Distributing quality content will help to shape others’ opinion of you and your company. Putting a positive “spin” on what you post will contribute to the betterment of society as a whole. Social media affects social behavior. Businesses and politicians use this to their advantage. You as an individual can use this “power” to: a) aid in promoting positive thinking and responsibility for our own actions; or b) encourage bad behavior, hate, indifference, and negativity. Which do you prefer?

Think about what you have to say, then say to to everyone …

If you put some thought into what you publish, repost your Facebook content to other social media sites. This site is a WordPress website which comes with automated connectivity to Facebook (1.71 billion users), LinkedIn (450 million users) and Twitter (313 million users). Personally, I have roughly 5000 friends and followers between the three sites, all of whom can see (and re-post) this article when I publish it.

For additional exposure, I also publish on StumbleUpon (57 million users), Pinterest (110 million users), and Tumblr (227 million users). My friend counts are not as high on these networks, but every post can be re-posted, giving me a total potential reach that numbers in the millions. Are you confident enough in your content to do that? Does the world really need to hear your relationship issues, petty complaints, or baby mama drama? Please keep those inside the private chat features where they belong.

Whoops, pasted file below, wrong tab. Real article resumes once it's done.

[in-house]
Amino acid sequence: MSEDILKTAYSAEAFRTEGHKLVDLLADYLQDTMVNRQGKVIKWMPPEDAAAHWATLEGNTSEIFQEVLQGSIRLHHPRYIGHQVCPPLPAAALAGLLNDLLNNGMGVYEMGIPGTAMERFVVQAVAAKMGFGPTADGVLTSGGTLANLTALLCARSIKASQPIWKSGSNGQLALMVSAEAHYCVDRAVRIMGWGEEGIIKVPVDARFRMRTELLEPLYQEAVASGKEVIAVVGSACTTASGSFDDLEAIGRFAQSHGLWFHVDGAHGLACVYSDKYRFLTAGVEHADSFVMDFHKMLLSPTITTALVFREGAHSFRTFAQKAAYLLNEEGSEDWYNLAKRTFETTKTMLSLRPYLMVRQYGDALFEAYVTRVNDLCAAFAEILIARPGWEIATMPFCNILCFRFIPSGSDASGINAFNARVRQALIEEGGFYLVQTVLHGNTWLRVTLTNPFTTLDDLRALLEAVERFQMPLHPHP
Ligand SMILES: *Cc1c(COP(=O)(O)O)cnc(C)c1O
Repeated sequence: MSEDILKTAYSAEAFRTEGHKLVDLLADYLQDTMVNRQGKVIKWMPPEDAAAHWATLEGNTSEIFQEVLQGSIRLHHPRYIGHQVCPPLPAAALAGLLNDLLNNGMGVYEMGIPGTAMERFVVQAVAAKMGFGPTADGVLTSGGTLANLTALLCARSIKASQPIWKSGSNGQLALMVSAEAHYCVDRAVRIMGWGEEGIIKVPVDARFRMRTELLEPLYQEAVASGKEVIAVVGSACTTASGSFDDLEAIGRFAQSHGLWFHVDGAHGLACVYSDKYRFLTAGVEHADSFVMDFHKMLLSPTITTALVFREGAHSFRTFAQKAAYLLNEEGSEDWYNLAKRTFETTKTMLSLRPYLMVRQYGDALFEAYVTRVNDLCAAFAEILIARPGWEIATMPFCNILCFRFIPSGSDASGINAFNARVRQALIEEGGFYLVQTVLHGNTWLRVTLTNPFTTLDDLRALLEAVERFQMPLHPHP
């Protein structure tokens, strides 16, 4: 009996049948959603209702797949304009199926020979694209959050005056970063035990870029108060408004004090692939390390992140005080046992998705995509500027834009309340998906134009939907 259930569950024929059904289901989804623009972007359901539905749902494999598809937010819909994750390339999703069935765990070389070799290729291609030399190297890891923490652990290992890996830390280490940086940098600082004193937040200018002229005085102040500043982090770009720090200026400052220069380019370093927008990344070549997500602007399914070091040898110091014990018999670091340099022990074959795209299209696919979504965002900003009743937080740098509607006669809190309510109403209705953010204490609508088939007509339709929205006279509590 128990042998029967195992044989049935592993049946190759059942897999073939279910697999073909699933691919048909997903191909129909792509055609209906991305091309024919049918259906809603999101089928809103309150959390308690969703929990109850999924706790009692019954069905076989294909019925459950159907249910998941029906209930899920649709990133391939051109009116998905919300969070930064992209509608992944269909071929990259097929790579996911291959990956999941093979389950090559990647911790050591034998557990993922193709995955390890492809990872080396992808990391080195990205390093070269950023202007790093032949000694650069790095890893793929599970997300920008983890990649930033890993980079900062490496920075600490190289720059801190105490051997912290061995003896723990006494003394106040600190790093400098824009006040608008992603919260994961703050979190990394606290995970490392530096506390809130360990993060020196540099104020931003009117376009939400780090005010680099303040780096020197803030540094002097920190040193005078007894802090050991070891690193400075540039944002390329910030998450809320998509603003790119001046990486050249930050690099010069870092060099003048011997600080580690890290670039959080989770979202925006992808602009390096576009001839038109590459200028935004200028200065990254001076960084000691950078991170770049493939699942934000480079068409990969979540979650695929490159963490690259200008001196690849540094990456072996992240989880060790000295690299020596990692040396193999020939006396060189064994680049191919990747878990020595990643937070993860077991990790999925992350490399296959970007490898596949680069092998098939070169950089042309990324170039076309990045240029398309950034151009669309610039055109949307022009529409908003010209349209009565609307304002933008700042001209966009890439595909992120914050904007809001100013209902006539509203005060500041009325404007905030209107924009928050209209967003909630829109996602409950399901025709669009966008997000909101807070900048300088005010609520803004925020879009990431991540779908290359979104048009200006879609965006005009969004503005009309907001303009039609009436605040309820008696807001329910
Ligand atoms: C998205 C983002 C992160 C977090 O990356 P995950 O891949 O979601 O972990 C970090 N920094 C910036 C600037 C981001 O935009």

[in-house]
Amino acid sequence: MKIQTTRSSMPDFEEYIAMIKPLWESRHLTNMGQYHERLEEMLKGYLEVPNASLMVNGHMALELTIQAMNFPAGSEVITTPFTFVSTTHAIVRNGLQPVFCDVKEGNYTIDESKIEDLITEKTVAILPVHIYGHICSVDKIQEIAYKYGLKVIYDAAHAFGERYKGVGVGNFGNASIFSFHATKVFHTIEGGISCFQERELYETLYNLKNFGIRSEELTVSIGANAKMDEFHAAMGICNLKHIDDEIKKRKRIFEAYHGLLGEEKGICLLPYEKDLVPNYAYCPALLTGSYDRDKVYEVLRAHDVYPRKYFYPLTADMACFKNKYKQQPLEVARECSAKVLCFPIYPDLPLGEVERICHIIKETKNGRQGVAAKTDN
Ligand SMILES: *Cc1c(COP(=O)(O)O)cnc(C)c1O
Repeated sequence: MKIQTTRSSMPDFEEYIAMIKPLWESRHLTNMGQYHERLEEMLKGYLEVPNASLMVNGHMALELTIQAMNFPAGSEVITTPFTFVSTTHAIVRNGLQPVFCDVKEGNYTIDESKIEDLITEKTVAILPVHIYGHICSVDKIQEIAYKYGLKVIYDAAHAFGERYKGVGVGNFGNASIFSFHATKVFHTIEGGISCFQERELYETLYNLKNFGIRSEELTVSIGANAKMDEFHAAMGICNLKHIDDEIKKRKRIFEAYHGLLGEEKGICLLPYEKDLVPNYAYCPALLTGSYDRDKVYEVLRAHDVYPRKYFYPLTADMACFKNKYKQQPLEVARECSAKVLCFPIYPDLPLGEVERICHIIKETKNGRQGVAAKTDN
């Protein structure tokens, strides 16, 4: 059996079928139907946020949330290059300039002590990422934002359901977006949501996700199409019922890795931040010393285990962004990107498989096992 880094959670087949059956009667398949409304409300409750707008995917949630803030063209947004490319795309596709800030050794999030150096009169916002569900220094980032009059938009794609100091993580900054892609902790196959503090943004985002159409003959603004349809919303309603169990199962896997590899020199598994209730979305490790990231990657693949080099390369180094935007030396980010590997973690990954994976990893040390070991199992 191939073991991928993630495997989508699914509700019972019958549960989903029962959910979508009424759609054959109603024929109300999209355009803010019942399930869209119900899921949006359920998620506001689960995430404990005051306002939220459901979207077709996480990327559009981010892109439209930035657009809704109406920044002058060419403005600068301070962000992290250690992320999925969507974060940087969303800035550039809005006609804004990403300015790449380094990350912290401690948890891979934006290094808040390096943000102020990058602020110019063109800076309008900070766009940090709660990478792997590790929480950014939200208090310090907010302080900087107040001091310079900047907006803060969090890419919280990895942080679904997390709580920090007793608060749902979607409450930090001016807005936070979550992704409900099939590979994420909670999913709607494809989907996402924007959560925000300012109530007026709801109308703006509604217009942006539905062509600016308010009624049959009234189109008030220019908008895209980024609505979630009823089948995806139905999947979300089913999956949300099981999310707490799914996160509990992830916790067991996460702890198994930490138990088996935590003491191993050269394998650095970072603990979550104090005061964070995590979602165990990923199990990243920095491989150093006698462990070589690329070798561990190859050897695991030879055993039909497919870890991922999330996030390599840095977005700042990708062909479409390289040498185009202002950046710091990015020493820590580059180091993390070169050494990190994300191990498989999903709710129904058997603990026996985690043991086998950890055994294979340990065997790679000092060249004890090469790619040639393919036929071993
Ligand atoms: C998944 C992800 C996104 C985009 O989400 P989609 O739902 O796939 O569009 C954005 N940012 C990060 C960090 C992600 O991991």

Freedom and Responsibility are Not Exclusive to Each Other

The First Amendment of the Constitution of the United States reads, “Congress shall make no law abridging the freedom of speech, or of the press.” The Bible says in Luke 12:36 that “much will be required of the person to whom much is given.” Social media is the purest expression of free speech we currently have available to us, but that freedom comes with responsibility.

In January 2011, hundreds of thousands of pro-democratic Arabs gathered in Tahrir Square in Cairo to protest for change from the policies of President Hosni Mubarak, who had been in power for thirty years. He was ousted as a result of this event, which was part of a movement known as “Arab Spring.” The protest was organized and coordinated with Facebook posts and Twitter tweets.

Used properly, social networks can be powerful tools for social change and successful commerce. This power can also be used to spread negativity and violence, a function that ISIS recognized early on, prompting them to adopt social media as a recruitment tool. Do we fight their efforts by restricting access to Arabs? If we did that back in 2011, the Arab Spring movement never would have happened.

With great power comes great responsibility. It is up to us, as individuals, to exercise that responsibility and make better choices when posting online. Some of what you have read here may seem extreme to you, but change starts with one person standing by their principles and carrying a positive message. Think before you post. Even the smallest pebble can cause a thousand ripples …